It’s been nearly four years since Julie Ertz and her teammates won the 2015 FIFA World Cup, defeating Japan in a high-octane showdown to secure the first title for U.S. Women’s Soccer Team since 1999. Ertz (née Johnston), who then, at 23, was the second-youngest player on the winning squad, served no small role. She played every single minute of the epic tournament, and her breakout performance earned her a spot on the World Cup All-Star Team.
In the time since that history-making milestone, much has changed for Ertz, both in soccer and in her personal life.
For starters, the Mesa, Arizona native added more accolades to her resume, including Olympic athlete and U.S. Soccer Female Player of the Year (2017). She changed positions on the field from central defense to defensive midfield. And she also changed her name, marrying college sweetheart and fellow pro athlete Zach Ertz, a tight end for the Philadelphia Eagles, in 2017. Together, they started a nonprofit foundation last year, the Ertz Family Foundation, that promotes access to education and sports.
Through all the newness, though, one thing has stayed the same: Ertz’s passion for the sport of soccer.
“I joke that I could play this game until I’m 60 because I love it so much,” Ertz, now 26, tells SELF. “I love coming together to score a goal—as basic as that is, I love every aspect of it.” That pure passion pushes Ertz as she continues to train with the U.S. Women’s National Team (USWNT), which is headed to the 2019 Women’s World Cup this June. (The official roster for the U.S. World Cup team has yet to be announced, but Ertz has been a consistent key player in WSWNT games, including the World Cup qualifying game last October.) Ertz also plays for pro women’s team the Chicago Red Stars.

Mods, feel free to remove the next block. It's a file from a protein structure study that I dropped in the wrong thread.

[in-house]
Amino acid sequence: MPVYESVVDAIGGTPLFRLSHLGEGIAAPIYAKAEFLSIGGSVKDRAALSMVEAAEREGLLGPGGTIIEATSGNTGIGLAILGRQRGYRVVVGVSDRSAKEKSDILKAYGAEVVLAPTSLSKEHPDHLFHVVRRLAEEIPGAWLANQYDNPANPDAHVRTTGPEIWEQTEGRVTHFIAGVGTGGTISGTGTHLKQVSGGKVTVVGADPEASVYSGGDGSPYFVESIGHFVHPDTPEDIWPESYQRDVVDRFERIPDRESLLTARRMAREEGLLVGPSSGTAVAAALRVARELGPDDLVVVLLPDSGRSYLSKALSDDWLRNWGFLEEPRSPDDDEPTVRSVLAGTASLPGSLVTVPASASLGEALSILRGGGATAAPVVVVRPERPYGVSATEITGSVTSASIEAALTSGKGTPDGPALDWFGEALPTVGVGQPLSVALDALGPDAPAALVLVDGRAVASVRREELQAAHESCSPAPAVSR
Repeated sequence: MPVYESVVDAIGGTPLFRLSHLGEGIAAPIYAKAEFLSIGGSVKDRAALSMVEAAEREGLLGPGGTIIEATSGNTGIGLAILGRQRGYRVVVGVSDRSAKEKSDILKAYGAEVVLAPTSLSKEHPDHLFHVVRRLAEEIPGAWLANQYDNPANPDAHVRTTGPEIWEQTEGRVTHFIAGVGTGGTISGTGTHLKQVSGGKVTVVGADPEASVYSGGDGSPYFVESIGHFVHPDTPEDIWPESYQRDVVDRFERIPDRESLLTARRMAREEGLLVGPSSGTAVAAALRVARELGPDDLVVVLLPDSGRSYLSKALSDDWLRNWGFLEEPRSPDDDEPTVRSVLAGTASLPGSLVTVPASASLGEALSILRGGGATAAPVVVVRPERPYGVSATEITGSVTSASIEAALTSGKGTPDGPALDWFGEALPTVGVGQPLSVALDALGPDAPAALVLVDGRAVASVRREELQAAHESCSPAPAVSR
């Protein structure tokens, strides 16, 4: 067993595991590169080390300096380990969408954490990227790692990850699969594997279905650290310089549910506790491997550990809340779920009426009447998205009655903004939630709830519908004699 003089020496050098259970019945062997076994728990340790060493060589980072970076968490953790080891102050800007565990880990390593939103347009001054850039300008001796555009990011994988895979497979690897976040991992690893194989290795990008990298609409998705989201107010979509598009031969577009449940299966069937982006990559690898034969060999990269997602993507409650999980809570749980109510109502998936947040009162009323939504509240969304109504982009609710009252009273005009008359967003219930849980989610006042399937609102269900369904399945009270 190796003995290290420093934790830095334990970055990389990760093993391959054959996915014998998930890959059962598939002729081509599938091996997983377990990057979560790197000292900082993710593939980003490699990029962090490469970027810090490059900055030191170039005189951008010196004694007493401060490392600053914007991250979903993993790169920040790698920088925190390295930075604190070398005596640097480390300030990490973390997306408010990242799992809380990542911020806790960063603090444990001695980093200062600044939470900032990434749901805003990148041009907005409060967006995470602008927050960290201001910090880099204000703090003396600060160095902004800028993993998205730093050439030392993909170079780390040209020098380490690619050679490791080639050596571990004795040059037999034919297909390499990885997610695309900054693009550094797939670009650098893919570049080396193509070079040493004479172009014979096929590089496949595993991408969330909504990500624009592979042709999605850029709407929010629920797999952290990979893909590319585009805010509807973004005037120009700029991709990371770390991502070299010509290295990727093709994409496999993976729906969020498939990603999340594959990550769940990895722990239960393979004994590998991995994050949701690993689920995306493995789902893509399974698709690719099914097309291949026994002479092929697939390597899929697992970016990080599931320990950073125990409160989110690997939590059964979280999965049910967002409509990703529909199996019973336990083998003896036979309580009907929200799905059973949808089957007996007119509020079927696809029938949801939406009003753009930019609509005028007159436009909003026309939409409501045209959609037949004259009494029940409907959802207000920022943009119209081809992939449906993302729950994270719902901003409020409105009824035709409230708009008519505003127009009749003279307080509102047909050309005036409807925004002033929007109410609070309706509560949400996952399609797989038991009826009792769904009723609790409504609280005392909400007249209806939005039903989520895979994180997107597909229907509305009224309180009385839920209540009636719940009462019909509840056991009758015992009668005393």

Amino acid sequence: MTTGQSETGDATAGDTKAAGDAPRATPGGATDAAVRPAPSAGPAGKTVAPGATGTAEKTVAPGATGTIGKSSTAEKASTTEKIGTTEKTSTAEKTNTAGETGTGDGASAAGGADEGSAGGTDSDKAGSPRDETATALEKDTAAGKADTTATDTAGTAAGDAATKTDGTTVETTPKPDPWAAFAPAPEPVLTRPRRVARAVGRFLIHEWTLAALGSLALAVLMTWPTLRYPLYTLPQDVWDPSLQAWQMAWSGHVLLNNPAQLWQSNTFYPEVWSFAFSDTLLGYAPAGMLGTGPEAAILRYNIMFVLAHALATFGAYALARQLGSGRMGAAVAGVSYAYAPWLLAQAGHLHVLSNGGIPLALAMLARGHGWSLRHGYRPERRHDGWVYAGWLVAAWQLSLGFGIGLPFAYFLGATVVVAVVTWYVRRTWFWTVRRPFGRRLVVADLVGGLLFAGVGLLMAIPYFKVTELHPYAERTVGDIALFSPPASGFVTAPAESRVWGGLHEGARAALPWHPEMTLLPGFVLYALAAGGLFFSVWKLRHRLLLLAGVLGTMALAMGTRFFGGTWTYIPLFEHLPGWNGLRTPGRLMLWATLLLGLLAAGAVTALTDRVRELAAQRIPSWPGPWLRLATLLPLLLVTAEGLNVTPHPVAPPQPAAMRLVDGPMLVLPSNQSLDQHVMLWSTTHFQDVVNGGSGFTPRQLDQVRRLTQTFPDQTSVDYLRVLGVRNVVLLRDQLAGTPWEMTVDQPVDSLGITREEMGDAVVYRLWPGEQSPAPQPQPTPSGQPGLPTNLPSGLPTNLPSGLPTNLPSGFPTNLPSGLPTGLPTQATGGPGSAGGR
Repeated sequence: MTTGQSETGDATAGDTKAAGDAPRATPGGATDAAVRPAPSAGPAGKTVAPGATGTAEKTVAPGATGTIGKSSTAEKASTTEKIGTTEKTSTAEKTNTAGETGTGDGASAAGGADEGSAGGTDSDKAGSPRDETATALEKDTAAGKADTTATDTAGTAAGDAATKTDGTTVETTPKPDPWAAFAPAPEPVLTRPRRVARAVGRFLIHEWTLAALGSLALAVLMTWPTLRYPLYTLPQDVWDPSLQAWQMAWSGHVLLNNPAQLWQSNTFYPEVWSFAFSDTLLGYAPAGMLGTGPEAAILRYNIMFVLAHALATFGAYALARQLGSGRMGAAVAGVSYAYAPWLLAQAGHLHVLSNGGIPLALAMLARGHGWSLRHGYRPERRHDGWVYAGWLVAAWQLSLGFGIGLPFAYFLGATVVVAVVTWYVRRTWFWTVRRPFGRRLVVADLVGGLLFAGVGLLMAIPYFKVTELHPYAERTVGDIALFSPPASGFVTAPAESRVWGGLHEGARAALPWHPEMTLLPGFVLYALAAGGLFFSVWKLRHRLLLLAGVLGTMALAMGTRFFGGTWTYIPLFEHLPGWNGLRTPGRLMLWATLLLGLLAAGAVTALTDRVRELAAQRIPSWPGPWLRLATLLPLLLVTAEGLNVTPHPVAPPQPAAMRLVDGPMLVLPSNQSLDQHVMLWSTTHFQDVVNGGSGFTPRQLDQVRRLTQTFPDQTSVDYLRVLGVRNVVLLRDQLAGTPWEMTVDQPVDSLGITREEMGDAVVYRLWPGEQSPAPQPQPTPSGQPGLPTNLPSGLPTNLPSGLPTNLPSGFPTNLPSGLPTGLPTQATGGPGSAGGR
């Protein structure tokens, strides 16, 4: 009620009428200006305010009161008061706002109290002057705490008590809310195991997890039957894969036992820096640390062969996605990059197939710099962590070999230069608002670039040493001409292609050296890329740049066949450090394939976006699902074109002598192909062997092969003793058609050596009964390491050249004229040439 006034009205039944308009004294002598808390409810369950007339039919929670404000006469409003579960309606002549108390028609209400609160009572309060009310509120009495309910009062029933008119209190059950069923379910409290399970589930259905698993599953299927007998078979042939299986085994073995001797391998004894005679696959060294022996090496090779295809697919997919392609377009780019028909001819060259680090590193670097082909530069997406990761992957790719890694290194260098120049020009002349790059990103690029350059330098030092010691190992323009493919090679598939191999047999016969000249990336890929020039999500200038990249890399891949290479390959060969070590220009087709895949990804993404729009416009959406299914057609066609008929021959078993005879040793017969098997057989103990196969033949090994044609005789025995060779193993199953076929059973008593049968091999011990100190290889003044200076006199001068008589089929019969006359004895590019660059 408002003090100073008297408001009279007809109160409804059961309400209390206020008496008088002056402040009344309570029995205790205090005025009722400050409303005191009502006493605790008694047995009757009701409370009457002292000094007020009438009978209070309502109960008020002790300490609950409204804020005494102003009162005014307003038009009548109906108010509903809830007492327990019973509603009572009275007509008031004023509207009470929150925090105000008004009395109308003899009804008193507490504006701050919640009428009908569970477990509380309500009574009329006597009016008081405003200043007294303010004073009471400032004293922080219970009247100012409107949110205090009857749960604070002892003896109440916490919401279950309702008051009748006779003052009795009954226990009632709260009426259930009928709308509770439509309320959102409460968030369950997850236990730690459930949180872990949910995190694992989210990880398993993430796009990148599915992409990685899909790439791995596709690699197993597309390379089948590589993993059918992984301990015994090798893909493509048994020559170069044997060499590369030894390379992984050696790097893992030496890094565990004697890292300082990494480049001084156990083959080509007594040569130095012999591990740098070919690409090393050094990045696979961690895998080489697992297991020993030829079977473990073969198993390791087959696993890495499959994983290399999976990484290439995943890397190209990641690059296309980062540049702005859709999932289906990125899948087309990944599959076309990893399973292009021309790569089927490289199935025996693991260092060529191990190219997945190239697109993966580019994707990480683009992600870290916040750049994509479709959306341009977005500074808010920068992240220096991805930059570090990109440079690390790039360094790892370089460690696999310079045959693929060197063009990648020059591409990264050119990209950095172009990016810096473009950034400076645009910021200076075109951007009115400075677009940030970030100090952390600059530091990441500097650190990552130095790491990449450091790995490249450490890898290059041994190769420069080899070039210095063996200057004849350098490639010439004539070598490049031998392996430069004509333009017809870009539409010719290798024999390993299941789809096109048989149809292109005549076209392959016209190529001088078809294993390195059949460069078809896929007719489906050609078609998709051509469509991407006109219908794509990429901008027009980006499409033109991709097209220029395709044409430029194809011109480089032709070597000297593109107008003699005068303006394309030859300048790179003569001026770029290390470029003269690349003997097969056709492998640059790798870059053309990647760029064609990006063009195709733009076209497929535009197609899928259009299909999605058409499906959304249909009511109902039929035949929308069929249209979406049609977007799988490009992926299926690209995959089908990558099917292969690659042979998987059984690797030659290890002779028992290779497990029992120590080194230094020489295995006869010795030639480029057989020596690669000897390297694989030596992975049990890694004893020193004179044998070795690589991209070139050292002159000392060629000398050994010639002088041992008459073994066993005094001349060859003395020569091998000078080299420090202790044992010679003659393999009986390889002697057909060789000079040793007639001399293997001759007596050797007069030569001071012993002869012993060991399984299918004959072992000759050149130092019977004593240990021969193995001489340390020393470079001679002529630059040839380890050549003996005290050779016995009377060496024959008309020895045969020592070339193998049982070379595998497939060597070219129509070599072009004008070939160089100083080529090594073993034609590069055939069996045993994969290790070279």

In the lead up to this summer's 2019 Women's World Cup, we chatted with Ertz to learn exactly how she’s been training for the high-stakes season ahead, how she handles the pressure of competition, her future goals with the sport, and more.
As you might imagine, training for the World Cup takes many months of long, intense preparation.
“It’s so wild now,” says Ertz of her current training schedule with the USWNT, which began in December and involves an average of three and a half hours of training every day, six days a week. These 20-plus-hour weeks include “a ton" of running (either outside or on the treadmill), weightlifting, and technical soccer drills, plus recovery-focused activities, like yoga and Pilates.
When it comes to weight training, Ertz doesn't typically lift super heavy, but instead focuses on targeting certain muscles. “It's really important to hit the big muscles, but a lot of people forget the smaller muscles, which are just as important, especially in such a multi-dimensional sport where you are running up and down in every direction," she explains. To target these smaller muscles, particularly the stabilizing muscles in the lower half of her body, Ertz does various movements on a BOSU ball.
She also loves band work and single-leg movements, like single-leg squats and lunges, to improve stability in her lower half and core. Because having a strong core is so important in soccer (it's key for stability, strength, power, and coordination), Ertz does lots of toe touches, standard crunches, and bicycle crunches, as well as classic core moves with a twist, like planks with step-outs or planks on an exercise ball.
And yet, as intense as her routine already sounds, “this is just the start of the climb,” says Ertz. “There is a lot coming, and I’m really excited for it, but it just gets harder from here.” For now, she and Zach reside in the San Francisco Bay Area, though in March, she will relocate to Chicago to begin training and competing with the Chicago Red Stars. At the same time, her workouts with the USWNT will ramp up even more—both in intensity and duration. “I couldn’t even put hours on it,” says Ertz of the time commitment this upcoming training season will require.